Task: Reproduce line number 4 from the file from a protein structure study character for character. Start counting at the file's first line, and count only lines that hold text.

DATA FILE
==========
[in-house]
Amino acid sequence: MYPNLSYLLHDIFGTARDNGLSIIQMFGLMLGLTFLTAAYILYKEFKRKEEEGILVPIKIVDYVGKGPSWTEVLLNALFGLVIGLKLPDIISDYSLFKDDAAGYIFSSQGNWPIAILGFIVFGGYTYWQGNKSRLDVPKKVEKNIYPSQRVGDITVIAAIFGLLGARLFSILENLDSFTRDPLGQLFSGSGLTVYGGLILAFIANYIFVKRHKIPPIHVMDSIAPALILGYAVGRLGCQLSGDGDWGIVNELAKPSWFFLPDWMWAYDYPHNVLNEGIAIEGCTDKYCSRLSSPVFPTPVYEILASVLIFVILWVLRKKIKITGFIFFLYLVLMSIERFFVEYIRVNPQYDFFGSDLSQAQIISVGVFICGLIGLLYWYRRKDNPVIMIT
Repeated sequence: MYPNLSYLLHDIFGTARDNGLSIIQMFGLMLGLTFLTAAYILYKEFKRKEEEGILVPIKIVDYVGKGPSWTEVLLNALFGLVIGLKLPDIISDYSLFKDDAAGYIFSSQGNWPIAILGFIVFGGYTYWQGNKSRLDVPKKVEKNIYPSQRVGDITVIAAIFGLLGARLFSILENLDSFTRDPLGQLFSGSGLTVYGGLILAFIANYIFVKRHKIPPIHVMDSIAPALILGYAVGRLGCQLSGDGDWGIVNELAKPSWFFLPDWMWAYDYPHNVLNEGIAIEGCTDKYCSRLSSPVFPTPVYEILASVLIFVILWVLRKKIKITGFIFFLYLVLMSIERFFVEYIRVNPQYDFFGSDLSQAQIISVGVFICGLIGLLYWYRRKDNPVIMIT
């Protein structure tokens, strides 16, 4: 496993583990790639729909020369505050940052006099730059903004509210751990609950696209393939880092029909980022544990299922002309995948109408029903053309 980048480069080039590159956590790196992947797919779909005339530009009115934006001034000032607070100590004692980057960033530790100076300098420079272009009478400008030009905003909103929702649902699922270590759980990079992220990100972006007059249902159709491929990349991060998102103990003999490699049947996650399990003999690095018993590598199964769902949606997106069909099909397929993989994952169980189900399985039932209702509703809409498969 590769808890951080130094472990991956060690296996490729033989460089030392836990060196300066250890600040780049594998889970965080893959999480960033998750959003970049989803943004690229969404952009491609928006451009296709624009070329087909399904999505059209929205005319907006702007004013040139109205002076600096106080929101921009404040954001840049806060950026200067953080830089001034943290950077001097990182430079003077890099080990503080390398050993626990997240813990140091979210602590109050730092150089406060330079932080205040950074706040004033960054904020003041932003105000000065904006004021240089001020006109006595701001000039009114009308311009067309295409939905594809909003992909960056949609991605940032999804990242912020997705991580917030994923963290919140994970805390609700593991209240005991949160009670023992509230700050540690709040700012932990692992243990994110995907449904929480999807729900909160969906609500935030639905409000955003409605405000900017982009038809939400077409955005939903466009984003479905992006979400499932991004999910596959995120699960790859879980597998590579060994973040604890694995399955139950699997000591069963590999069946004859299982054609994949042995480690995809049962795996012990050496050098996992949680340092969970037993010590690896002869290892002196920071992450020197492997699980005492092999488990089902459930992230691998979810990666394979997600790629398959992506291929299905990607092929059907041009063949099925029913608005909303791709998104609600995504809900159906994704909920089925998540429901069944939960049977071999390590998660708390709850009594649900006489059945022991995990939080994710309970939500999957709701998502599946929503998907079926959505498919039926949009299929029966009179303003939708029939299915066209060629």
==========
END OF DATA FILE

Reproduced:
């Protein structure tokens, strides 16, 4: 496993583990790639729909020369505050940052006099730059903004509210751990609950696209393939880092029909980022544990299922002309995948109408029903053309 980048480069080039590159956590790196992947797919779909005339530009009115934006001034000032607070100590004692980057960033530790100076300098420079272009009478400008030009905003909103929702649902699922270590759980990079992220990100972006007059249902159709491929990349991060998102103990003999490699049947996650399990003999690095018993590598199964769902949606997106069909099909397929993989994952169980189900399985039932209702509703809409498969 590769808890951080130094472990991956060690296996490729033989460089030392836990060196300066250890600040780049594998889970965080893959999480960033998750959003970049989803943004690229969404952009491609928006451009296709624009070329087909399904999505059209929205005319907006702007004013040139109205002076600096106080929101921009404040954001840049806060950026200067953080830089001034943290950077001097990182430079003077890099080990503080390398050993626990997240813990140091979210602590109050730092150089406060330079932080205040950074706040004033960054904020003041932003105000000065904006004021240089001020006109006595701001000039009114009308311009067309295409939905594809909003992909960056949609991605940032999804990242912020997705991580917030994923963290919140994970805390609700593991209240005991949160009670023992509230700050540690709040700012932990692992243990994110995907449904929480999807729900909160969906609500935030639905409000955003409605405000900017982009038809939400077409955005939903466009984003479905992006979400499932991004999910596959995120699960790859879980597998590579060994973040604890694995399955139950699997000591069963590999069946004859299982054609994949042995480690995809049962795996012990050496050098996992949680340092969970037993010590690896002869290892002196920071992450020197492997699980005492092999488990089902459930992230691998979810990666394979997600790629398959992506291929299905990607092929059907041009063949099925029913608005909303791709998104609600995504809900159906994704909920089925998540429901069944939960049977071999390590998660708390709850009594649900006489059945022991995990939080994710309970939500999957709701998502599946929503998907079926959505498919039926949009299929029966009179303003939708029939299915066209060629």